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The article focuses on a branch of mathematics called ‘algebraic number theory’ and in particular its applications in elementary number theory – solving hard diophnatine equations. Let’s back up a bit. When working with integers, we often make use of either modular arithmetic or their unique factorisation into primes. The crown jewels of modular arithmetic are quadratic residues, which allow for more advanced discussions concerning divisibility over the integers. Theorems such as Euler’s criterion then allow us to quickly decide when a given diophantine equation has no integer solutions – simply find a modulus under which no solutions exist. These basic methods can, however, get us only so far. Take an equation such as x^{2}+13=y^{3} for an example. It has an integral solution for x = 70, so a solution modulo every integer, and no obvious way to factor presents itself. So how do we proceed? Well, it is not entirely true, that no easy factorisation exists, over the complex numbers one is immediate: x^{2}+13 = (x+sqrt(-13))(x-sqrt(-13)). What use could that be to us, though? Questions such as that puzzled the old masters. When attempting to solve the famous Fermat’s Last Theorem – i.e showing that the equation x^{n} + y^{n} = z^{n} has no non-trivial integral solutions for n>2 – mathematicians such as Carl Friedrich Gauss, Ernst Kummer and Peter Gustav Dirichlet pioneered the field of algebraic number theory and paved the way for mathematicians in centuries to come. In particular they tried considering number theoretic of complex roots of polynomials over the integers, or rather extensions of Q containing these numbers. It turns out that studying the ideals in certain subrings of these number fields is the way to proceed. Indeed, it is true, that ideals uniquely decompose into prime ideals, much like ordinary integers do. This is in stark contrast with the rings themselves, which mostly do not admit unique factorisation. In what is a beautiful connection of those two concepts, we introduce the ideal class group, which neatly connects both concepts and provides the final piece of the puzzle allowing us to solve equations by factoring in fields containing, say, the square-root of -13.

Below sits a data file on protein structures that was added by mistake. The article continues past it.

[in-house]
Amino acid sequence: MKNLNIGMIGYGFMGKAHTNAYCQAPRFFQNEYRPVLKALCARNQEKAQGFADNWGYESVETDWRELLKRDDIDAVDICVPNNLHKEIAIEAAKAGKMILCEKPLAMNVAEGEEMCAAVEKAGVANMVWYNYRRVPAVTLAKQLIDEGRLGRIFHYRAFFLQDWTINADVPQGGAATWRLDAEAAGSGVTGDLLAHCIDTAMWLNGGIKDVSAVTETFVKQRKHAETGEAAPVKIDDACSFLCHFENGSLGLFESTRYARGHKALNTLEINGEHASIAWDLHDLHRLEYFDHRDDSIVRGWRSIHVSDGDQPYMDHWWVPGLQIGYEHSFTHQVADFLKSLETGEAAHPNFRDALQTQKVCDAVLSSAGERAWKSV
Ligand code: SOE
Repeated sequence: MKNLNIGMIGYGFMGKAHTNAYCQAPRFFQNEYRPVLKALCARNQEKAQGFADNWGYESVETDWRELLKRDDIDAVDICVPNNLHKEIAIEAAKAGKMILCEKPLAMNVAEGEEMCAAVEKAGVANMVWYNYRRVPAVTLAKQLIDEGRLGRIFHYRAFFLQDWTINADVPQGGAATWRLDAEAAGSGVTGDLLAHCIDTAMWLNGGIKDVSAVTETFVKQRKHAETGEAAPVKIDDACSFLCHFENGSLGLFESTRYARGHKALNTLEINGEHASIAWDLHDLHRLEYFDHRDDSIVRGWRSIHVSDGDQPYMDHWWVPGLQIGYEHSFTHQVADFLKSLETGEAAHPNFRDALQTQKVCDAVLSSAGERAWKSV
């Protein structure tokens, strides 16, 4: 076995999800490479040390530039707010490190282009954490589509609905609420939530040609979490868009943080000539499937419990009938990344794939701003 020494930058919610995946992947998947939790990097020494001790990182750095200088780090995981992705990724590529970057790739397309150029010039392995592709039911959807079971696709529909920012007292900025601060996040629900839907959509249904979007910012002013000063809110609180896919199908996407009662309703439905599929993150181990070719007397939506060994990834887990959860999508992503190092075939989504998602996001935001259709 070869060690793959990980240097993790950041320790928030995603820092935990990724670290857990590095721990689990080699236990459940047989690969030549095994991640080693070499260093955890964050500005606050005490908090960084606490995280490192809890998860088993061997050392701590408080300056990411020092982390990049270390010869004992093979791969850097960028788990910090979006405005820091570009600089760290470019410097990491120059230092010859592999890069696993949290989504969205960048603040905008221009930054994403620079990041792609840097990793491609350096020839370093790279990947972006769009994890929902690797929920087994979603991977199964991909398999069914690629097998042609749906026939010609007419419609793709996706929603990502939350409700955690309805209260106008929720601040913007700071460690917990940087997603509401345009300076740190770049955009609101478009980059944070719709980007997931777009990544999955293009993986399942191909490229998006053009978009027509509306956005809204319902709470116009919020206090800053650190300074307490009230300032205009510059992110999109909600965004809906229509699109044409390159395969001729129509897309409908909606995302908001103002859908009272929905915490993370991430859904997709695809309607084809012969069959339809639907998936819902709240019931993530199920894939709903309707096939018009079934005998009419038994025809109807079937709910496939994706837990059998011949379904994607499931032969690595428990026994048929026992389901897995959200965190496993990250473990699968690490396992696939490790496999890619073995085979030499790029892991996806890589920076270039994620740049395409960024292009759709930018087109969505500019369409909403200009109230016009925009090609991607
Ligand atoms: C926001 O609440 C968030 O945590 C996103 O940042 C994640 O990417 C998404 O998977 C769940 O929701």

Zdeněk Pezlar is a student at the třída Kaptiána Jaroše grammar school, Brno. At the moment he is mostly interested in olympiad mathematics and next to that in number theoretic properties of elliptic curves. He has so far written two projects which have both competed in the Student Professional Activities – SPA (Středoškolská odborná činnost – SOC) competition. The first one won first place in the competition, an award from the Learned Society of the Czech Republic and a special prize at the international competition EUCYS. The second project placed third at the competition and won the “České hlavičky” award. Apart from SOČ, Zdeněk has represented the Czech Republic in olympiad mathematics – he has won a bronze and a silver medal at the Middle European olympiad MEMO. In the time he does not spend with mathematics, he often plays the piano and also plays frisbee.